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The impact of economic crisis on mental well-being and happiness

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If you have a question about this talk, please contact Dr Simon Richard White.

Imagine if it would be possible to study the effects of economic crisis with experimental methods placing a whole nation on an island where their mental well-being and happiness would be monitored before, during and after the exposure of a major economic downfall. This sounds like an impossible, at least unethical task to complete. However, this is the situation with the experimental island: Iceland. In 2007, a year prior to the collapse of the whole banking system in Iceland, the Public Health Institute of Iceland (PHI) did send out a comprehensive questionnaire on health and well-being to a random sample of 10.000 Icelanders with a 60% response rate followed up in 2009. This information gives a good baseline for the situation a year before the economic downfall and a year after. To monitor the well-being of the population even further, the PHI sent another questionnaire to four smaller samples of 1200 Icelanders just weeks after the collapse in the end of October 2008, followed up in January and June 2009 and then again in December 2009. Here, the objective is to explore how the fall of the banking system in Iceland has affected the mental well-being and happiness in Iceland by comparing measures made in 2007, 2008 and 2009. The focus will be on changes in emotions like anger, sorrow, anxiety and depression. Changes in optimism regarding the future, usefulness, stress, task solving, clear thinking, closeness to others, decision making and happiness before and after the economic downfall will also be explored.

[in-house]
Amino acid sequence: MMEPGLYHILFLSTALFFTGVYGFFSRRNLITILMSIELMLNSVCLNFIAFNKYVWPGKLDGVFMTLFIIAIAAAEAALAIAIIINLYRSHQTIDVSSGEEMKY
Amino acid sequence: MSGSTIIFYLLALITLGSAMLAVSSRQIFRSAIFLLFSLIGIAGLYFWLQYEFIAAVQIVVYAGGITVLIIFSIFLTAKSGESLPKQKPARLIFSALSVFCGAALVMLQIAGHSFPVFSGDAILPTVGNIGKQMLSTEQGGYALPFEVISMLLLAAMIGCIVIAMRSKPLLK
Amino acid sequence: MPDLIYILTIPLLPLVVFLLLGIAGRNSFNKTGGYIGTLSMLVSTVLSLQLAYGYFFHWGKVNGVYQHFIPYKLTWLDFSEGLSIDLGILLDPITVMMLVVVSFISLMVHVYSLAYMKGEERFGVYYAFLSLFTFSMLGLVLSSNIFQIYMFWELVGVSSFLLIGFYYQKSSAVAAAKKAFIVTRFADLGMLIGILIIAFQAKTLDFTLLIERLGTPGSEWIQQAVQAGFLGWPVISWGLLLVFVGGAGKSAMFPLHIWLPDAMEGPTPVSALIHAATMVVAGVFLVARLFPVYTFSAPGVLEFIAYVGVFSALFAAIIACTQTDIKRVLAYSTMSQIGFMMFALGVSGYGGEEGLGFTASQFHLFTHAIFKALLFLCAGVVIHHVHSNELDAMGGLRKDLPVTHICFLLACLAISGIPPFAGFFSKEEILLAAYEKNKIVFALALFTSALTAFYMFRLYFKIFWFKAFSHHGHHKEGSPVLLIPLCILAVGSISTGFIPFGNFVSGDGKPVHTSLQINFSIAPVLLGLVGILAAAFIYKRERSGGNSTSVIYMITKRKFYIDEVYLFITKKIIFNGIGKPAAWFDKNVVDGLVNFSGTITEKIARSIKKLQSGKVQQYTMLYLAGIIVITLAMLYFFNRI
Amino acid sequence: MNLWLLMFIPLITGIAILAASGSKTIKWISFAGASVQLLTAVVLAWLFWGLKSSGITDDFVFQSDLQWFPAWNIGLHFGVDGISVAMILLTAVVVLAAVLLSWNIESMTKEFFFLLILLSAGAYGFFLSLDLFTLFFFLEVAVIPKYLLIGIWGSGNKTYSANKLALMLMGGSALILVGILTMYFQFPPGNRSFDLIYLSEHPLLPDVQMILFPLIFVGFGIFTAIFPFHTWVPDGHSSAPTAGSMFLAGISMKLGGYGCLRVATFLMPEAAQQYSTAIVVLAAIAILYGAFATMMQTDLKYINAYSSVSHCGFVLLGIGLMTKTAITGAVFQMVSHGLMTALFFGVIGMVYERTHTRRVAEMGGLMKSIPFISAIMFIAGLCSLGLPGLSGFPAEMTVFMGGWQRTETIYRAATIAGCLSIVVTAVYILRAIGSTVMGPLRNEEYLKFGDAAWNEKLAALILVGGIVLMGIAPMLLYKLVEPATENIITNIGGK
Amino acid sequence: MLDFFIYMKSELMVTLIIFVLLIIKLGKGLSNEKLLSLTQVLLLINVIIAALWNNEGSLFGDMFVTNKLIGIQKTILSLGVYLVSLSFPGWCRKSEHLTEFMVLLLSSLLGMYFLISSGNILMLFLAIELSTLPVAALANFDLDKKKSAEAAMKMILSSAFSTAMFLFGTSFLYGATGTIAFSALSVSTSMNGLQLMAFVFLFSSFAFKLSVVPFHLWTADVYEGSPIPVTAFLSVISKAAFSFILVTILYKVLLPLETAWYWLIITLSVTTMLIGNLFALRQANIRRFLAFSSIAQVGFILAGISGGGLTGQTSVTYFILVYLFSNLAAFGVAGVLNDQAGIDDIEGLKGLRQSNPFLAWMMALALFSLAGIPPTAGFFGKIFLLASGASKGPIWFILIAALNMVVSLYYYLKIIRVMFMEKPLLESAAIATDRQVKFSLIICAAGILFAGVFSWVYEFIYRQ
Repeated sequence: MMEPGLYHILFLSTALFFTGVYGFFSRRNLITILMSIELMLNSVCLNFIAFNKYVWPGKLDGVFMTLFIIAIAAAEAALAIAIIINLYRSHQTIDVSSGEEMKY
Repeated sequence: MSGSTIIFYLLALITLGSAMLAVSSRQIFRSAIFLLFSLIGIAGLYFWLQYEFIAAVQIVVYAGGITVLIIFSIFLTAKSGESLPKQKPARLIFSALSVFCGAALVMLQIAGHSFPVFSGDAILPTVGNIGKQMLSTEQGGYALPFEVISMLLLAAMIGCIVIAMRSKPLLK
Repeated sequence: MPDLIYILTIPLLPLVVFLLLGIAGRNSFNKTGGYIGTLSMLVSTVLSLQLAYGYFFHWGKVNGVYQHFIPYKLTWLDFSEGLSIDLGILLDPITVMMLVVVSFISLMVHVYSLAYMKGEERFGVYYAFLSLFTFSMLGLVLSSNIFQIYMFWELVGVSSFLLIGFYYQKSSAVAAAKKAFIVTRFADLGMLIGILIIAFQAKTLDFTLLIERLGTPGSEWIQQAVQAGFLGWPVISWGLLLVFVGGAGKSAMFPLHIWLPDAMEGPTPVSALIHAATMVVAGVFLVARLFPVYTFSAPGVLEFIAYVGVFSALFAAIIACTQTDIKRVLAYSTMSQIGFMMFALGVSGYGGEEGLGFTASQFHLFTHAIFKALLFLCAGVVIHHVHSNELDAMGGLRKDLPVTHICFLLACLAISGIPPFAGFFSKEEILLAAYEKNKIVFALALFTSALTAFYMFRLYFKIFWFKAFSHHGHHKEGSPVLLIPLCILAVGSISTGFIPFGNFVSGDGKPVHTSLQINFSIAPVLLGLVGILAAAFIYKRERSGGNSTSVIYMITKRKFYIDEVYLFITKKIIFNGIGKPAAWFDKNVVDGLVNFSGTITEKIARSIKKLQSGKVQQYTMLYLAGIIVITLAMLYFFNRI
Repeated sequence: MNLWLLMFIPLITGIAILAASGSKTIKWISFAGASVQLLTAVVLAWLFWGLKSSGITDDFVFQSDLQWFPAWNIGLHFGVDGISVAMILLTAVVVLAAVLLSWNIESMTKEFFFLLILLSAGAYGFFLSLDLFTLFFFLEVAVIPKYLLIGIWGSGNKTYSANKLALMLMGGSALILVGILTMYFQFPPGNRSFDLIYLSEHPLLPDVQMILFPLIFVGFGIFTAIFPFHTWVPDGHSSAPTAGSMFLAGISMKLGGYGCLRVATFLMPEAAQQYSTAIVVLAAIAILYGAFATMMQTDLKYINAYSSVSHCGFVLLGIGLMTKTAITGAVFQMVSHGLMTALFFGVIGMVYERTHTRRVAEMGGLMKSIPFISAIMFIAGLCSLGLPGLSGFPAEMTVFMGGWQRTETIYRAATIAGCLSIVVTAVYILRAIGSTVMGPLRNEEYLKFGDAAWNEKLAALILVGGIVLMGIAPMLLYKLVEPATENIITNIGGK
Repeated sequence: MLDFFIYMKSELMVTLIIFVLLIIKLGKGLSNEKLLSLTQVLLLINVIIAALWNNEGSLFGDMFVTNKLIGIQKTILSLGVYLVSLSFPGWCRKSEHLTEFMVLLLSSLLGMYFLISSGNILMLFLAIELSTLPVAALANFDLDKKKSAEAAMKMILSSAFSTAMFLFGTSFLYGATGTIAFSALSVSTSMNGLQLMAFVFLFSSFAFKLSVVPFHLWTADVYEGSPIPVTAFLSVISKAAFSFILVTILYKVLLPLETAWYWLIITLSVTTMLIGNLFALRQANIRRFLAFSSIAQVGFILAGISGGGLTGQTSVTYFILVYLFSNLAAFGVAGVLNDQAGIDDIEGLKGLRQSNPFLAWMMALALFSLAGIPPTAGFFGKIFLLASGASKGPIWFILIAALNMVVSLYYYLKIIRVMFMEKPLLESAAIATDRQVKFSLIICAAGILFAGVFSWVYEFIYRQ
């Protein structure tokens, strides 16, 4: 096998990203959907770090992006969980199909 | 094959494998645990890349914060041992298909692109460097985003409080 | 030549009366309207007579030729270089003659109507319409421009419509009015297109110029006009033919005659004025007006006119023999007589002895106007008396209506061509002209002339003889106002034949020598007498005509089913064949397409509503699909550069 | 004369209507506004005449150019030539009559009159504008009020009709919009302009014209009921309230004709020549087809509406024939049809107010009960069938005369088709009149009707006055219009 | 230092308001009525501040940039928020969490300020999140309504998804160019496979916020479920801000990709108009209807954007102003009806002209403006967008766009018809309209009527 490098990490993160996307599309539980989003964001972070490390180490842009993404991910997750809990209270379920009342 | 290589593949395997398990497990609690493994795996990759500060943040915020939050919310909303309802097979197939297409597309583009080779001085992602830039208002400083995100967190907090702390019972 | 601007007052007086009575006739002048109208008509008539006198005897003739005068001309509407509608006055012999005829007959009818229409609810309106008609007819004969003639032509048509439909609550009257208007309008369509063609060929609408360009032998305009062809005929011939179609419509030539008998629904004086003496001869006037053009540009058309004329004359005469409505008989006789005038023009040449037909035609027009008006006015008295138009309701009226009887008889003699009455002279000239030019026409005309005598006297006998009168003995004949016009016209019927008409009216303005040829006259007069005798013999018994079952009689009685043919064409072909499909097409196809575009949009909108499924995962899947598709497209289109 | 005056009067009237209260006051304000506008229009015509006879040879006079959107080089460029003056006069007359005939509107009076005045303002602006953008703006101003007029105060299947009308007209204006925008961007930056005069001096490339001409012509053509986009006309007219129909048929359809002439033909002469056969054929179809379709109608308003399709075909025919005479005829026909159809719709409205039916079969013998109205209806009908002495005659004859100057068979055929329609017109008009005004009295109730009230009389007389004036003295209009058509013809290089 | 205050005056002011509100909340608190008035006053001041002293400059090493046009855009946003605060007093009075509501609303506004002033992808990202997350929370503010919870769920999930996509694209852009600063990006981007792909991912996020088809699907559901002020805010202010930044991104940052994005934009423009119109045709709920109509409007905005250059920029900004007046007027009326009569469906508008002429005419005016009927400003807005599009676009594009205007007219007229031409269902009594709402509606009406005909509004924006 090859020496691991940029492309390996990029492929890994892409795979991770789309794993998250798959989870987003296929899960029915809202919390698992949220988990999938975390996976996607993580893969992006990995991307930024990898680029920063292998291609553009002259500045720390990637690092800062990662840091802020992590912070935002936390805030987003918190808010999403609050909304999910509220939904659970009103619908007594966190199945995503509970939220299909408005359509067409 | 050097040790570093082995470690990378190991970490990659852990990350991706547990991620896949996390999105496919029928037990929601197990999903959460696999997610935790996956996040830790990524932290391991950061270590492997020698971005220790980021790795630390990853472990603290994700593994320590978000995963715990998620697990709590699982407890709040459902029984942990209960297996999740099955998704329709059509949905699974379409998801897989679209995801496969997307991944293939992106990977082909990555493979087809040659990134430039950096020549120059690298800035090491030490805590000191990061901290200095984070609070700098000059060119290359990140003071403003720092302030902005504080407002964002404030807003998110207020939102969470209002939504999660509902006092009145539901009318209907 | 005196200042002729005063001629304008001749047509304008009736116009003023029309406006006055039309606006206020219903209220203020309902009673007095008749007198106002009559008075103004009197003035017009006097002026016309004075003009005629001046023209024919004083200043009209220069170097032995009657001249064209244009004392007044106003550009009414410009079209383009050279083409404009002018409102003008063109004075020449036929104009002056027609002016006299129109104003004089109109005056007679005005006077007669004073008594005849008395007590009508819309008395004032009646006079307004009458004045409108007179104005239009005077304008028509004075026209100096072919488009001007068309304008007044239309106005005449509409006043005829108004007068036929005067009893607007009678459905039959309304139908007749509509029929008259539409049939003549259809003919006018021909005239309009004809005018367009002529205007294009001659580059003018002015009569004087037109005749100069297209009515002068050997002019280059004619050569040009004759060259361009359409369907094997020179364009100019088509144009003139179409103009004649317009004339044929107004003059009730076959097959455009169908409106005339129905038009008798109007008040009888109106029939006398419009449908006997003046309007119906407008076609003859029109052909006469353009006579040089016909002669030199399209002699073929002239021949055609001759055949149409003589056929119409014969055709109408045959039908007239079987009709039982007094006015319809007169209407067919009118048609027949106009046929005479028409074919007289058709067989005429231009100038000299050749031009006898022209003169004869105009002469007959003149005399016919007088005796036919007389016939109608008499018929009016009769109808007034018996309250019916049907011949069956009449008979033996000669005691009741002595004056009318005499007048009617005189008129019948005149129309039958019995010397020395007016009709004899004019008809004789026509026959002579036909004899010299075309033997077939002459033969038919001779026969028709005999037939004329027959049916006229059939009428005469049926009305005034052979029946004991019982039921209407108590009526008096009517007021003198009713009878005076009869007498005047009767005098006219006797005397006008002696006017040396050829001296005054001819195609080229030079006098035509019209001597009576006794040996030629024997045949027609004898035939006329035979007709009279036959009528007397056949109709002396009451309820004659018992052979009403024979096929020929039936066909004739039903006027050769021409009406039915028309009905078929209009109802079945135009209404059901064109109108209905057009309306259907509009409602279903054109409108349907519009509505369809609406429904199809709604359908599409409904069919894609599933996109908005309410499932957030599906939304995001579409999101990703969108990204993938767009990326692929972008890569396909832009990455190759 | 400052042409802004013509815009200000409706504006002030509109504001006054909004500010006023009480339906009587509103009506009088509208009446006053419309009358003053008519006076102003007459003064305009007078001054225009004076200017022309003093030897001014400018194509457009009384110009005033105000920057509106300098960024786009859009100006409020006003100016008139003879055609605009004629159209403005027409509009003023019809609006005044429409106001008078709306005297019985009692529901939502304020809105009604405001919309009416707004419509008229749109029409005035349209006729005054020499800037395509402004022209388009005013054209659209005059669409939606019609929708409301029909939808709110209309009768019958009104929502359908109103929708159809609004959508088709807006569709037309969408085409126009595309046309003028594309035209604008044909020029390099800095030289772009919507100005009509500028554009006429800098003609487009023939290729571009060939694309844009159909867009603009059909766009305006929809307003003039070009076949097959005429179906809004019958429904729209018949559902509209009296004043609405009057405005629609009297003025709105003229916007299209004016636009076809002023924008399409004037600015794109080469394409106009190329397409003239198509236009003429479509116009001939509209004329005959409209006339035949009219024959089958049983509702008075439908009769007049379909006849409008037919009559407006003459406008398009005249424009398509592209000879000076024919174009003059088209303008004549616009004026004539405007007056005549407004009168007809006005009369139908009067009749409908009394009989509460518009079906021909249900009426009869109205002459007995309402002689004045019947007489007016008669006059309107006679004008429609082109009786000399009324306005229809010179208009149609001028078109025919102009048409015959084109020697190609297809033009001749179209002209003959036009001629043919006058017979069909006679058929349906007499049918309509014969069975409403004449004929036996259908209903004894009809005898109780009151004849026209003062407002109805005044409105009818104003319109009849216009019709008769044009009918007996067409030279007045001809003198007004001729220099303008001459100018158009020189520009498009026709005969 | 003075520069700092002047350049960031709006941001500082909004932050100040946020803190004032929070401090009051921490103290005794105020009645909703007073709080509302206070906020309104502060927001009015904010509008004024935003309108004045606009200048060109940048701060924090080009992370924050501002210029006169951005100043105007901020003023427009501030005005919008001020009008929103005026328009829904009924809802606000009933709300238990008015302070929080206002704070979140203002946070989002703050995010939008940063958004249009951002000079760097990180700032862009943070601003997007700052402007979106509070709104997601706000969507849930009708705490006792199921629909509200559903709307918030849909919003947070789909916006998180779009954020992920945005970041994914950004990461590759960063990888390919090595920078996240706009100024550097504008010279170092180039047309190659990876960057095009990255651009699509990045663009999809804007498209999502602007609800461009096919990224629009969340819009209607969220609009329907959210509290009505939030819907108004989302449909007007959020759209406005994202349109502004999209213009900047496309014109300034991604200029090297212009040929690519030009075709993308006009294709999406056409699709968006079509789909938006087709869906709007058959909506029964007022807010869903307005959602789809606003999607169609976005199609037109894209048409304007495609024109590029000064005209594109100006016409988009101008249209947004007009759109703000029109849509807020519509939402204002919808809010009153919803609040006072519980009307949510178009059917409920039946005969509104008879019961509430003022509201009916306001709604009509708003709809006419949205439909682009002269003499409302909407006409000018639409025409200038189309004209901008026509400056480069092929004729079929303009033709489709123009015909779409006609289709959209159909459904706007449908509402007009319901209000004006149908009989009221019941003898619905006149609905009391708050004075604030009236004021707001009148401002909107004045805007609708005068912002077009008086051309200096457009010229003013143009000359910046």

This talk is part of the Bradford Hill seminars at the Cambridge Institute of Public Health series.

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